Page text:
The Student Optometric Honor Society. Members are selected based on their scholastic and clinical achievement. Members serve as counselors and tutors to other optometry students.

To learn more about Beta Sigma Kappa, click here.


Canadian Association of Optometrists (CAO)

The CAO is the professional association that represents Doctors of Optometry in Canada, as well as the national federation of ten provincial associations of optometrists. The Association represents over 3,200 members across Canada.

To learn more about the Canadian Association of Optometrists, visit their Web site www.opto.ca


The College of Optometrists in Vision Development

The College of Optometrists in Vision Development (COVD) is a non-profit, international membership association of eye care professionals including optometrists, optometry students, and vision therapists. Established in 1971, COVD provides board certification for eye doctors and vision therapists who are prepared to offer state-of-the-art services in:

  • Behavioral and developmental vision care
  • Vision therapy
  • Visual rehabilitation

These specialized vision care services develop and enhance visual abilities and correct many vision problems in infants, children, and adults. COVD is a formed by optometrists and it has representation in the United States, Canada and other countries.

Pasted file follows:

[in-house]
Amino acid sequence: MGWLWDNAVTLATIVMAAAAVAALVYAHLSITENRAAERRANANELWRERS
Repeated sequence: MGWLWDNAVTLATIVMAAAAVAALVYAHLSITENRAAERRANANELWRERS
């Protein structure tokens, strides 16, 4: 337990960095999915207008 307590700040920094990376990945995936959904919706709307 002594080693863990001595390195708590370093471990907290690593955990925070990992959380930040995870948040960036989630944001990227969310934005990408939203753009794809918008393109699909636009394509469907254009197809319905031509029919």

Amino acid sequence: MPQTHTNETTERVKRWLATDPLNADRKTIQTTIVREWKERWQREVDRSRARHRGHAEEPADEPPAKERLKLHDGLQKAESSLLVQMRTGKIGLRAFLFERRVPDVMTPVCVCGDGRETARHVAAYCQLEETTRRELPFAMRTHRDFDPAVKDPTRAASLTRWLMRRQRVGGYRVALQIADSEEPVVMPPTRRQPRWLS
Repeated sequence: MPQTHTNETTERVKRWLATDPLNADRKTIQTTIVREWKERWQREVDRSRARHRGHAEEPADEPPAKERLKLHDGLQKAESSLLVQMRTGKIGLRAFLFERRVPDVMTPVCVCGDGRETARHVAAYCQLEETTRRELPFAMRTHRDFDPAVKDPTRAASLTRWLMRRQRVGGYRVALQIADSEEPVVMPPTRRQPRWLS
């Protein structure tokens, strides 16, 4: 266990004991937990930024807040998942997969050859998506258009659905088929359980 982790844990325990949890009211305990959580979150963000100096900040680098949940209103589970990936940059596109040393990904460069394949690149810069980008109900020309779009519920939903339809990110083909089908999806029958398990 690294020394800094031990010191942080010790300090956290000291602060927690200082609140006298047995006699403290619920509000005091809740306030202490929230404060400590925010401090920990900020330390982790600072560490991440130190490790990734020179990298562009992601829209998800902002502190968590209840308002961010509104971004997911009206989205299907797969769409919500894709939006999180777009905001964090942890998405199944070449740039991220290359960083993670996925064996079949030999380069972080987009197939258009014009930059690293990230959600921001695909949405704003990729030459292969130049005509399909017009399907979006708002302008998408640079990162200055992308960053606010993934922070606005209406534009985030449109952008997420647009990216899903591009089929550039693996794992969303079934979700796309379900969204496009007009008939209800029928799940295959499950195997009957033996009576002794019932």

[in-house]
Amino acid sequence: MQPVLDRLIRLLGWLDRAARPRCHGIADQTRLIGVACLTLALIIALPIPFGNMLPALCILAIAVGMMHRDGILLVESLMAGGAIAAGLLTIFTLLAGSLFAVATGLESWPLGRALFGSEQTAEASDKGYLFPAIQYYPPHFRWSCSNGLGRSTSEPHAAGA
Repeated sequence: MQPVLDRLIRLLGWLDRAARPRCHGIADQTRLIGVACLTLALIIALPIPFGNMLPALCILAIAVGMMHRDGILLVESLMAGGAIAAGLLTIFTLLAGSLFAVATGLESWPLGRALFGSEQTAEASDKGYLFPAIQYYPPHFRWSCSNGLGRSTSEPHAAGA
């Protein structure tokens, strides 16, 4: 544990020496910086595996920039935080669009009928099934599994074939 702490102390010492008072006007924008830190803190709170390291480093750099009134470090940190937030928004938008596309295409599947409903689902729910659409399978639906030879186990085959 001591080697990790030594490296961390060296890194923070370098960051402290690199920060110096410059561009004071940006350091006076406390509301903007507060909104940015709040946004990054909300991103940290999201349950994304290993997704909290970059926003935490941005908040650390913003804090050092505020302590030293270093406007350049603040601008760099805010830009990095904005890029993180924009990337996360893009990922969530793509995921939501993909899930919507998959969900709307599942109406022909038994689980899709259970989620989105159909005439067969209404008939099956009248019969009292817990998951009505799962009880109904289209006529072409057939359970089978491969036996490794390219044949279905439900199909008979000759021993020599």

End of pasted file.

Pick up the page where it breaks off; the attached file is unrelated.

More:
To learn more about the College of Optometrists in Vision Development, visit their website at: http://www.covd.org/


National Optometric Student Association (NOSA)

The National Optometric Student Association (NOSA) is the student extension of the National Optometric Association (NOA). Our multicultural service organization is dedicated to providing the delivery of effective and adequate eyecare to the underserved communities.

Visit the NOSA student chapter page


Orientation Committee

Our goal is to help students prepare for their new life and make it a smooth transitional process. We work each week by giving tours and answering questions for the new students as well as calling alumni and keeping their records up-to-date. We work individually with incoming first year students throughout the summer and guide them. Being on the committee is a rewarding and gratifying experience and each member shows great dedication and commitment to the OC and those we serve. Community service is our number one objective and helping the community function together as a whole is our priority.